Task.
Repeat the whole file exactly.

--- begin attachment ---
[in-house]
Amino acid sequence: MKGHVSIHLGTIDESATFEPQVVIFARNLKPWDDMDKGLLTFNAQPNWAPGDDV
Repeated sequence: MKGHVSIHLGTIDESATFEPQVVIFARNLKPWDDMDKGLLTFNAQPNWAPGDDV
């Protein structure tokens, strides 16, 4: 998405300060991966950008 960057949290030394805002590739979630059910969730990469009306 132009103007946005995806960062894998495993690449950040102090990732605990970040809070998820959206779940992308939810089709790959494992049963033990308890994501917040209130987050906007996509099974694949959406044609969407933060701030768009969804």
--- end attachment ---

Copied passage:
[in-house]
Amino acid sequence: MKGHVSIHLGTIDESATFEPQVVIFARNLKPWDDMDKGLLTFNAQPNWAPGDDV
Repeated sequence: MKGHVSIHLGTIDESATFEPQVVIFARNLKPWDDMDKGLLTFNAQPNWAPGDDV
């Protein structure tokens, strides 16, 4: 998405300060991966950008 960057949290030394805002590739979630059910969730990469009306 132009103007946005995806960062894998495993690449950040102090990732605990970040809070998820959206779940992308939810089709790959494992049963033990308890994501917040209130987050906007996509099974694949959406044609969407933060701030768009969804």